Mutual competition of nearby organizing regions
The induction of new organizing regions by implantation of tissue fragments derived from the endogenous organizing region has been investigated in the chick  (Khaner and Eyal-Giladi, 1989) and extensively in hydra [2,3]. In general, implantation of such tissue at a distance from an existing organizer can be successful, while a more proximal implantation may not. Removal of the endogenous organizing region greatly enhances the probability to form a new organizing region. This behavior is a straightforward consequence of the general pattern forming mechanism proposed, as demonstrated by the following simulations:
Implantation of somewhat activated tissue at a position distant to the endogenous organizer can induce a full activation. The inhibition of the latter is small enough that the somewhat elevated activation can develop into a full maximum (green: activator, read: inhibitor, blue: asymmetry, i.e., source density or competence).
When somewhat activated tissue is implanted closer to the endogenous organizing region, even a stronger activation can be down-regulated due to the elevated inhibitor level.
After partial removal of the existing organizer, the implanted activation has a better chance to survive. Whether one or two maxima survive depends on their distance and the total size of the field into which the inhibitor can escape. In this case, the still high competence in the surrounding of the organizer leads to a survival of both maxima.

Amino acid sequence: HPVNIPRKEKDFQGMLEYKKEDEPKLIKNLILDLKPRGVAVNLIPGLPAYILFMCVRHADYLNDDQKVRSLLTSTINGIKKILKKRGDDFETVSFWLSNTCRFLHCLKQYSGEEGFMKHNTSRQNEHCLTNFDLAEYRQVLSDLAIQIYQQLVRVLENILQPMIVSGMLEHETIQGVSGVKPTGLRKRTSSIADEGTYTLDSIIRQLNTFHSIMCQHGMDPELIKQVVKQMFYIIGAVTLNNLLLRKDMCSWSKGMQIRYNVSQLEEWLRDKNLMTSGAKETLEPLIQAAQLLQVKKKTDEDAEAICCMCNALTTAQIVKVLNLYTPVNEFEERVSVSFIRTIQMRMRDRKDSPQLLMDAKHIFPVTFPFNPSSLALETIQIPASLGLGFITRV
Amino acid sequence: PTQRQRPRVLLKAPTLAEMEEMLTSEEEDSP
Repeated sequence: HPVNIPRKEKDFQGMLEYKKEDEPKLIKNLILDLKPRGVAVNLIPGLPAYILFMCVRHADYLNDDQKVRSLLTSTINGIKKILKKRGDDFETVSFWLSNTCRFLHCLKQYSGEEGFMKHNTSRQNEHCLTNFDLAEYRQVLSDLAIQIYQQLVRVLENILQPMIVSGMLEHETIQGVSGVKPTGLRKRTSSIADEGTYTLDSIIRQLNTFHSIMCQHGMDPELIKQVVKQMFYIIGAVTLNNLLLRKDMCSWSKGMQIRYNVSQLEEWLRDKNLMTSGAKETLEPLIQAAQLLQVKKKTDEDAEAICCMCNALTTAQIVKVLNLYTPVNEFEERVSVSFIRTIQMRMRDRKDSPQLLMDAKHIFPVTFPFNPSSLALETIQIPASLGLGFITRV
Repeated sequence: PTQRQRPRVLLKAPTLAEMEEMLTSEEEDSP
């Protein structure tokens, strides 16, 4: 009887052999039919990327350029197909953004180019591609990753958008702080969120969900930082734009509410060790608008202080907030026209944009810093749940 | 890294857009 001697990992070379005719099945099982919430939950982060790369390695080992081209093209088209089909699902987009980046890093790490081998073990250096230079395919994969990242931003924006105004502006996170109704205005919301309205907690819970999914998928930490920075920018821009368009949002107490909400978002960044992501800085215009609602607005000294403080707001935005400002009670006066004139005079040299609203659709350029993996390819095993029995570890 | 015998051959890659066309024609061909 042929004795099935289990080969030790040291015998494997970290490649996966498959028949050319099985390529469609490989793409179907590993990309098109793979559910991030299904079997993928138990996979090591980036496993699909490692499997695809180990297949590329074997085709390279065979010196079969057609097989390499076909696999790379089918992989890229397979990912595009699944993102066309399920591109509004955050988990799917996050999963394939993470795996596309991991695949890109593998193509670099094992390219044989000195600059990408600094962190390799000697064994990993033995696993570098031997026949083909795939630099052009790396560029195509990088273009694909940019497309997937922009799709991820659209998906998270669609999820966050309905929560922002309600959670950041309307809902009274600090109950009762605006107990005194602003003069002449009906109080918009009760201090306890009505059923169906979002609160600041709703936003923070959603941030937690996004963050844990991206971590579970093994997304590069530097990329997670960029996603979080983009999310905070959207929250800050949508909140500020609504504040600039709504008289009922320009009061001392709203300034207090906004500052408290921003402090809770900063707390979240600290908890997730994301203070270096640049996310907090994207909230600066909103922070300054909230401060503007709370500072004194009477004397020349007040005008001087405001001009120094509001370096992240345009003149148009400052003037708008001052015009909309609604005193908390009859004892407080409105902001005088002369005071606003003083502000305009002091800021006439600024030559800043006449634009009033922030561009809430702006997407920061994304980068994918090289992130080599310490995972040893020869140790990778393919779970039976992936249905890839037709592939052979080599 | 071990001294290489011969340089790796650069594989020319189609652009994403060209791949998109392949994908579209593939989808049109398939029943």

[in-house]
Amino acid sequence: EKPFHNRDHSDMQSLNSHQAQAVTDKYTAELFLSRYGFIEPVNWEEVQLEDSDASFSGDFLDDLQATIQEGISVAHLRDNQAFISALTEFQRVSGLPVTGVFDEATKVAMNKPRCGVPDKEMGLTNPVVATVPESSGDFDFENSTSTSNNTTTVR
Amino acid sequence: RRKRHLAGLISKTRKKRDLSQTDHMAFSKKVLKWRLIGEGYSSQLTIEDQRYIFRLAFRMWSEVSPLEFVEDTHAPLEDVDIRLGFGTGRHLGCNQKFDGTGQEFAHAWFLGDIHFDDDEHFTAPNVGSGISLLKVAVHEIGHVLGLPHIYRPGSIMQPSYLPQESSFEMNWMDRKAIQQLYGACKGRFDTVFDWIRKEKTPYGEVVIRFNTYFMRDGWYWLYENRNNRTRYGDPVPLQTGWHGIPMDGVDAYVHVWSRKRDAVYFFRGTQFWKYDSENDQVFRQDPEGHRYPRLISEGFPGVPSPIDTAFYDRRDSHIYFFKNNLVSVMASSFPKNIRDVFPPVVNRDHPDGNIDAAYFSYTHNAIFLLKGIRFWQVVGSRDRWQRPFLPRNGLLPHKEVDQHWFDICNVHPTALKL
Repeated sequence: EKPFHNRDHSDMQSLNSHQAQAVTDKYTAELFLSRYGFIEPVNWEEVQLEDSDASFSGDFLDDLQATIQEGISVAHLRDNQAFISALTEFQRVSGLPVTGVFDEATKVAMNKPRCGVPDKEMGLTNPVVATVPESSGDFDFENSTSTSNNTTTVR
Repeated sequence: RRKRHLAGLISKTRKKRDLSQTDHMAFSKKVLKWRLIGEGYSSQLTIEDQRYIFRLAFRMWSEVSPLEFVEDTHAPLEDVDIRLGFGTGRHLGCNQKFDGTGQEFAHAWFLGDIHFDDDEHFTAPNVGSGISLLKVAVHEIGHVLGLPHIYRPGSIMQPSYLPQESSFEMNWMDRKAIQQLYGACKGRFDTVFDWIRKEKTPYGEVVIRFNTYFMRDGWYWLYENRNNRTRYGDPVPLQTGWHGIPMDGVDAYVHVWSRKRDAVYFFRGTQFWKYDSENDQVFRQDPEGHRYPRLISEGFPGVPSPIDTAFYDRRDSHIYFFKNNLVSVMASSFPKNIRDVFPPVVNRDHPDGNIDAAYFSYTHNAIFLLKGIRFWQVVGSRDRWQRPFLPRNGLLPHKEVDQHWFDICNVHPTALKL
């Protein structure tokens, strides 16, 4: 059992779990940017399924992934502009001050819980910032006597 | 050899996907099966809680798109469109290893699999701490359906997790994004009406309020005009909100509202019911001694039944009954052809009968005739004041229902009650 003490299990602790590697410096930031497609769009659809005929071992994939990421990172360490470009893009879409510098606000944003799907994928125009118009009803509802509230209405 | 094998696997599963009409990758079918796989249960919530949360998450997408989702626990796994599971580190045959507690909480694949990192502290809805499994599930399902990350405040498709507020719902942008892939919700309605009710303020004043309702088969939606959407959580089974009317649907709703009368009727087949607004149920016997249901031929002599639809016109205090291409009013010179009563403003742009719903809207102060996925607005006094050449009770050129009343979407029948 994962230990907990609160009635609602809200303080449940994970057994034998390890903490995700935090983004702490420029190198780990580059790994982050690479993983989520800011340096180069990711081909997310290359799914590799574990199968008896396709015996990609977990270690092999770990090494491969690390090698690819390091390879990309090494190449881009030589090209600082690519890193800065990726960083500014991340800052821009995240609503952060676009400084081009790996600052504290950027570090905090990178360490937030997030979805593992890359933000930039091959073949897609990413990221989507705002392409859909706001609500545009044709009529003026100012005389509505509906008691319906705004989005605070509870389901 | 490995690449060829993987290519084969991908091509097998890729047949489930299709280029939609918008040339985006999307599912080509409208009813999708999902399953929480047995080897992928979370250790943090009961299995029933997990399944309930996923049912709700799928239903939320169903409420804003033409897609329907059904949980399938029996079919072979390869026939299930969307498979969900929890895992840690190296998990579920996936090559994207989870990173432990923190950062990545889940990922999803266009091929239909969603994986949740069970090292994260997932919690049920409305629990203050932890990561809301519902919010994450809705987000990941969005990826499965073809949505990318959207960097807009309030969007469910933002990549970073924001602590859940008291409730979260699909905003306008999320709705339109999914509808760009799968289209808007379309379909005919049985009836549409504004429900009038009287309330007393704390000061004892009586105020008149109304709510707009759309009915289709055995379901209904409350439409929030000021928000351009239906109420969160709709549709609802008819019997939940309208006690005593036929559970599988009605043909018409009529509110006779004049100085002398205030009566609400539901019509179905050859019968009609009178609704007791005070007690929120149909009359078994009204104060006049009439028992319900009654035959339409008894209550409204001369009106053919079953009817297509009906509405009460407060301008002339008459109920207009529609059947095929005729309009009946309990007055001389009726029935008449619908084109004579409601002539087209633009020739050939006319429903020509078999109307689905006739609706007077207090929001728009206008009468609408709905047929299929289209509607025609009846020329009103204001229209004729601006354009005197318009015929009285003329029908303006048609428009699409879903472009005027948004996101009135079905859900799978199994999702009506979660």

One of the problems in the early search for molecules involved in organizer formation was that very unspecific manipulations, such as implantation of denatured tissue or injury turned out to be sufficient to trigger the formation of a secondary embryonic axis. Waddington et al.  proposed that this non-specificity results from the removal of an inhibitor. The tendency for unspecific induction is species-dependent. It is high in Triturus, the model system most studied in the early days but is low in Xenopus.
According to the model, a local activator maximum is necessarily surrounded by a field of inhibition. The inhibition decreases with distance from the maximum. Therefore, at higher distances, the inhibition may become insufficient to repress the onset of a new auto regulatory center. A region opposite to an organizer region is thus expected to be especially prone to any artificial decrease of the inhibition.
A leakage of the (rapidly diffusing) inhibitor at an injury or a release of degrading enzymes can be sufficient. A secondary organizing region generated by such unspecific means is expected to be indistinguishable of a normal maximum since it leads to a maximum of the genuine activator (below). Therefore, the model accounts for the fact that was most puzzling and discouraging for a long time.